The Brood: The “Childishness” of the Eighty-somethings (#lifegoals)

by Holly Mohr

Eighty-somethings are some of my new favorite people. Almost every time I meet someone new who is really excited about life, has a deeply wise perspective and a mischievous glint in their eyes, I learn they’re in their eighties.

These eighty-year-olds I know, they write subversive theology, participate in social justice groups, they go out for tea, go out for martinis. They lead meditation circles, throw incredible dinner parties and have conversations for hours.

Sure, there are some great seventy-somethings; I’m sure there are awesome ninety-somethings. But something special seems to be going on with the group born in the late 1930s and early 1940s. They’ve seen Vatican II up close; they participated in the Civil Rights Movement. They were conscious as the nation and the world were changing, and they were part of making the change.

When my husband and I got married (we are not in our eighties—just a mere thirties and forties at this point), we danced to Peter Gabriel’s “In Your Eyes.” When we danced at our reception, we locked eyes at the line, “It gets so hard, working so hard for our survival. I look to the time with you to keep me awake and alive.” It’s become a sort of vision statement for me in our marriage, a mantra on some days.

We have had many years with both of us working so hard for survival . . . days of living in small apartments with loud and rambunctious children, days of trying to live on student loans and adjunct “salaries” (stipends, more like), days of finally having full-time jobs and still having to claw for a living wage, days of negotiating struggles with our families of origin, struggles with our children, struggles with one another, struggles with life.

We went into marriage knowing it would be hard. We chose that. We wanted to live intentionally, doing meaningful work, cultivating a living spirituality that tried to balance faith with asking honest questions. We wanted to have children, and to share the load of what it would mean to have children and pursue meaningful work, together.

We planned for struggle, not for its own sake, but because we knew it came with the territory of choosing to live meaningfully, especially if some of those choices went against conventional advice or expectations. And though we knew it was coming, living through constant uncertainty sometimes felt close to impossible (not knowing whether our car would start for the pediatrician appointment, or whether his contract would get renewed, or what we would do if our toddler’s footsteps bothered the neighbor downstairs one more time!). The last few years have brought a bit more normalcy, a bit less uncertainty in our private sphere, even as the world beyond us has begun to spin more madly than ever.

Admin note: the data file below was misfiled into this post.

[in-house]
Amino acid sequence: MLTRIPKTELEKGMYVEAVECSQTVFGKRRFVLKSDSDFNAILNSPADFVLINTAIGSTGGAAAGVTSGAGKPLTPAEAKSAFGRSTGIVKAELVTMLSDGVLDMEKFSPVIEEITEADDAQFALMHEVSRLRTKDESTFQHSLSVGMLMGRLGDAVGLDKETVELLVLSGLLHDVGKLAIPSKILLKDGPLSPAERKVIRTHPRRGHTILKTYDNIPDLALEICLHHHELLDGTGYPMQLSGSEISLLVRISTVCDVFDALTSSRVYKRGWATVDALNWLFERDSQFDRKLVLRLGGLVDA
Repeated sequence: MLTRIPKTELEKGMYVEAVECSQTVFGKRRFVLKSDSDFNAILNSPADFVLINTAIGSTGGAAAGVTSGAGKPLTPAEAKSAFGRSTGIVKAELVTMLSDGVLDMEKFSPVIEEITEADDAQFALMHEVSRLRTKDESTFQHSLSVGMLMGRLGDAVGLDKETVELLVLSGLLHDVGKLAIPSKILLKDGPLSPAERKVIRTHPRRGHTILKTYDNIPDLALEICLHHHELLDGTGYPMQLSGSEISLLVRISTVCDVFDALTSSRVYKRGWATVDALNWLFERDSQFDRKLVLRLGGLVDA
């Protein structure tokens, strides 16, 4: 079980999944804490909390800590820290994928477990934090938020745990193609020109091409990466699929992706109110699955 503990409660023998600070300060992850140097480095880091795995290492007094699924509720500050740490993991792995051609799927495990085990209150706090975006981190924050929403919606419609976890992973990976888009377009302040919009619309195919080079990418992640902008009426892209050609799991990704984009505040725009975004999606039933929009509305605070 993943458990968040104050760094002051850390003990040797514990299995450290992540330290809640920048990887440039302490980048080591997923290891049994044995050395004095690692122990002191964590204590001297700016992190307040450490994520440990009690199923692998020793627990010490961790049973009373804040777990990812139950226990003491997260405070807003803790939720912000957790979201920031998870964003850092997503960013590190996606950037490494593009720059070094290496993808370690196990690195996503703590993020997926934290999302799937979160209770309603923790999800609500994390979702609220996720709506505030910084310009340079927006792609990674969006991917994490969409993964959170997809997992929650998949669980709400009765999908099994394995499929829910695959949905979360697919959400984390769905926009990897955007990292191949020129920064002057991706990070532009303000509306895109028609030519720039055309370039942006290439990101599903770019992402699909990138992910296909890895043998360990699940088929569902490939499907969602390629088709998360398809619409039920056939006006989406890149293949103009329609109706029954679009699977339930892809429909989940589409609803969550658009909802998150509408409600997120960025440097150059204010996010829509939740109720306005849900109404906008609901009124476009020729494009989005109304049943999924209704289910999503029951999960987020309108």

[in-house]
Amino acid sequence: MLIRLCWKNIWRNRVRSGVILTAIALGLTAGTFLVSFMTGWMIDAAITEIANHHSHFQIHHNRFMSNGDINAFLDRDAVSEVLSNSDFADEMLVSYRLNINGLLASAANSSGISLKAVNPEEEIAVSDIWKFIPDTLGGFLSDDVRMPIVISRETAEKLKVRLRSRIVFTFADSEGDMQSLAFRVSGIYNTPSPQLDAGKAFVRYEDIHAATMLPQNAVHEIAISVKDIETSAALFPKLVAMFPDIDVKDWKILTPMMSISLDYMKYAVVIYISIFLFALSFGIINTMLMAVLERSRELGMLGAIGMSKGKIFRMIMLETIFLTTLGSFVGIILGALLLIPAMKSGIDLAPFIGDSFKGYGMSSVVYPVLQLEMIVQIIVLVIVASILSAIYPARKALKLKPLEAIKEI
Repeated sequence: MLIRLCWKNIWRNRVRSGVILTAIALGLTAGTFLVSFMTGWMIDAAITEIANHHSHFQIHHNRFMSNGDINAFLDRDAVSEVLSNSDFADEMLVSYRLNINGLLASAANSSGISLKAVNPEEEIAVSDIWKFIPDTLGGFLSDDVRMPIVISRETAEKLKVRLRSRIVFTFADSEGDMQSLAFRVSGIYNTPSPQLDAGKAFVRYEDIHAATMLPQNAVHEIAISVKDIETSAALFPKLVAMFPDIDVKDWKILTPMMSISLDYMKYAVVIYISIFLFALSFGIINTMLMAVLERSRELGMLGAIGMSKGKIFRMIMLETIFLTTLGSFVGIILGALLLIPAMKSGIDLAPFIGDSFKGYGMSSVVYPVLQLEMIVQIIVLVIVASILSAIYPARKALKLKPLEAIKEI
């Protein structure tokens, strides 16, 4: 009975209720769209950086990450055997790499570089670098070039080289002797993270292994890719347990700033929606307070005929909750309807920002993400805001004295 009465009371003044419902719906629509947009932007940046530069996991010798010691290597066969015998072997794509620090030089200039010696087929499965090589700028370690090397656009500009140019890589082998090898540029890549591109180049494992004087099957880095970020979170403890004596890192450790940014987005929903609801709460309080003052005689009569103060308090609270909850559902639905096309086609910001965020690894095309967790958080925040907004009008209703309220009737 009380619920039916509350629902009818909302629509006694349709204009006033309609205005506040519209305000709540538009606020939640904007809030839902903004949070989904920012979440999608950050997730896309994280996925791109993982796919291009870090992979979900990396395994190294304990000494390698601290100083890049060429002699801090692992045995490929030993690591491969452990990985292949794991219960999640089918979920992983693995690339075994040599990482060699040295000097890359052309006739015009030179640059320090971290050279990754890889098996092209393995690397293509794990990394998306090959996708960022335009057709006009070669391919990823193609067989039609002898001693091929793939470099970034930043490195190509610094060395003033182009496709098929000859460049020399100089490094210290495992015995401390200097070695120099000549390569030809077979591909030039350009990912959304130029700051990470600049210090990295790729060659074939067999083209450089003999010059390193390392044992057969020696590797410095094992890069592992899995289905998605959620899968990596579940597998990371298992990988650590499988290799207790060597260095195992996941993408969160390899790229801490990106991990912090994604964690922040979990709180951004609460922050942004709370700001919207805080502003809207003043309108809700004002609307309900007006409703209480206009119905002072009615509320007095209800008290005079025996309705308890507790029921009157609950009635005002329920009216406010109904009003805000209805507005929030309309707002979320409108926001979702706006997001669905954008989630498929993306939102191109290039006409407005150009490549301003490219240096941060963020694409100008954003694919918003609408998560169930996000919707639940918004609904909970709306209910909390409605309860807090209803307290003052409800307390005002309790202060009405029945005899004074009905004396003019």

The beautiful thing about learning to live with uncertainty, though, is that when a tiny bit of relief comes, we know how to savor it together. We know how to bow down in gratitude. We have worked to be stable for one another and for our family but have also worked to not take much for granted. It is abundantly clear that literally everything good is a gift.

I’m grateful for not living in complete uncertainty at this particular point of life (while knowing that could change at any time); years of constant uncertainty are unspeakably exhausting.

At the same time, the life we have chosen has kept me on my toes. Yes, it has kept me awake and alive.

Whether reaffirming our shared vision on the days that grind us down, spending focused time together on Saturday nights in our attic, or relaxing into the shared language of watching our favorite shows together after (finally!) putting the kids to bed (Parenthood, Madame Secretary and Home Economics, currently; Arrested Development, Frasier and Seinfeld  in the all-time classic realm), our life together keeps waking me up, prompting me to keep learning more, keep building something beautiful, keep staying curious about what it all means and where we’re all headed.

We’re heading into mid-life, he and I, and sometimes I get nervous. It feels as though it’s culturally normative to basically give up at this point, to let life happen to you more and more. There’s a palpable but unspoken social pressure to stop asking questions, to just survive and step into line. It reminds me a little of Socrates’s interlocuters in the Platonic dialogues who would accuse him of being childish all the time, scoffing at him that doing philosophy, seeking truth, is an immature thing to do. Adults, it is supposed, don’t have time for such “luxuries.” (You’re encouraged to enjoy luxuries in midlife, but only the kind that encourage you to spend more, the kind that make you just a little more soporific every day).

I had a meeting with another eighty-something this morning, about marriage preparation programming, as it happens.

“I still keep waking up every morning excited about life, wondering what new thing I’ll learn today!,” he told me eagerly as we started the meeting. I smiled and settled in, knowing this person would have something to teach me.

I’m going to keep hoping. Yeah, I’m in it for the long game. “Childish” or not, dangerous or not, I want to keep looking to Socrates, who doggedly insisted life does have meaning. I’m going to settle in and listen to those kickass eighty-somethings I know, who seem to understand that at least part of the meaning is about joy.

I’m going to keep staring up into my husband’s eyes for as long as I can. They do, after all, keep me awake and alive.

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